By Erika N. Chen-Walsh
The Center for Disease Control (CDC) collects data nationally on salmonella infections (salmonellosis). Salmonella infections are zoonotic and can be transferred between humans and nonhuman animals. Many infections are due to ingestion of contaminated food.
Salmonellosis comes from multiple sources, including infected food, lack of kitchen hygiene, excretions from either sick or infected but apparently clinically healthy people and animals , polluted surface water and standing water, improperly thawed poultry, and from direct contact with animals, including, but rarely, reptiles. Salmonella bacteria can survive for some time without a host and are frequently found in polluted water.
The CDC web site contains wildly conflicting information on salmonella infection. Although the CDC claims that there are approximately 40,000 reported cases of salmonella infection per year in the United States, it also claims that “it is estimated” that 70,000 people get salmonella infection from reptiles each year. Obviously, both statements cannot be true.
The most recent published data from the CDC for salmonella are from 2009. According to these data, in 2009, there were 48,699 cases of laboratory confirmed salmonellosis. Of these, 40,828 (84%) cases came from human sources and 7,871 (16%) cases from non-human sources. The breakdown of the non-human sources are perhaps the most telling:
- Chicken: 4,464
- Turkey: 914
- Porcine: 339
- Bovine: 336
- Other Birds / Wild Animals: 136
- Equine: 74
- Reptile: 19
- Other Domestic Animals: 6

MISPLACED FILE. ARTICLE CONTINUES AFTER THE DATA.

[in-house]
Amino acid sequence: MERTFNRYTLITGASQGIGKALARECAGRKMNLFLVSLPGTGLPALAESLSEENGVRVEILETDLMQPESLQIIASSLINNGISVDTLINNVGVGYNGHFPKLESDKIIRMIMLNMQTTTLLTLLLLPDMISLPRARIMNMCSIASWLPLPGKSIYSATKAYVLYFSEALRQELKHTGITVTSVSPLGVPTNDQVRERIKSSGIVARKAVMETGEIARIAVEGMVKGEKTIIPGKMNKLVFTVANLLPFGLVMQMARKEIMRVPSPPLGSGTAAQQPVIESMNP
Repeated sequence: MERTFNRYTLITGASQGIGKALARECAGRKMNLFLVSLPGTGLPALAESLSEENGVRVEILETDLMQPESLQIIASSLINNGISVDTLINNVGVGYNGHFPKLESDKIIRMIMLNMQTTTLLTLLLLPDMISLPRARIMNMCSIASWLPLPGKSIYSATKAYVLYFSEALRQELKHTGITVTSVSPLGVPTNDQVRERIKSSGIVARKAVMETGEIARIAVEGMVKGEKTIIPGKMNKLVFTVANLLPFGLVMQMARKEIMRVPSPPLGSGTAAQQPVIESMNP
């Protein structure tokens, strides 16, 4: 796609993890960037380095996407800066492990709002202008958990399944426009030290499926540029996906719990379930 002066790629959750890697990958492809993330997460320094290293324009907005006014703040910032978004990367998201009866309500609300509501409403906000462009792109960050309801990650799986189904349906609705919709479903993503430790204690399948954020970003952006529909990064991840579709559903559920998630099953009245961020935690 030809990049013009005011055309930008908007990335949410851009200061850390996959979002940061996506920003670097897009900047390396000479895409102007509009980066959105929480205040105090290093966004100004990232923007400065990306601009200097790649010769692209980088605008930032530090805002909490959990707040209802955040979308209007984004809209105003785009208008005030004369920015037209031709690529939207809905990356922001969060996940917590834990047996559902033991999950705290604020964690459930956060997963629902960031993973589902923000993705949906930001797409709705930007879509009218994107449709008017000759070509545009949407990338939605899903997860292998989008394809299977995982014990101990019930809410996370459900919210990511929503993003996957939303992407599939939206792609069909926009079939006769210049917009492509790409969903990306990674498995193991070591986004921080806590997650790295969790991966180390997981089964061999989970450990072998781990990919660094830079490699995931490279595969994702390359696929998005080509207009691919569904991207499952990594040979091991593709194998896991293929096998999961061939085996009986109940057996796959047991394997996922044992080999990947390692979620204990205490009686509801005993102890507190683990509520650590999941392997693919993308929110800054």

- All Other Sources: 1,583
Only 0.2% of non-human sources of salmonellosis came from reptiles. Of all salmonella infections in 2009 (both human and non-human sources), 0.03% came from reptiles.
Chickens, turkeys, pigs, cows and horses all much greater causes of non-human source salmonella than reptiles. According to the 2011-2012 APPA National Pet Owners Survey, 4.6 million American households own reptiles and there are 13 million reptiles living as pets in this country.
APPA’s 2009 survey indicated that there were approximately 11,000,000 reptiles living as pets in the U.S. Nineteen cases of salmonellosis. Eleven million reptiles. That means that less than one thousandth of one percent of the pet reptiles in this country were a source of laboratory confirmed salmonellosis in 2009.
Herpetoculturists need to understand this data. Although dry, zoonosis is a favorite topic of the animal rights industry and those seeking to restrict the ownership of reptiles and amphibians. The risk of salmonella infection from reptiles is miniscule as compared to multiple other species of animals and can be nearly completely eliminated through proper hygiene.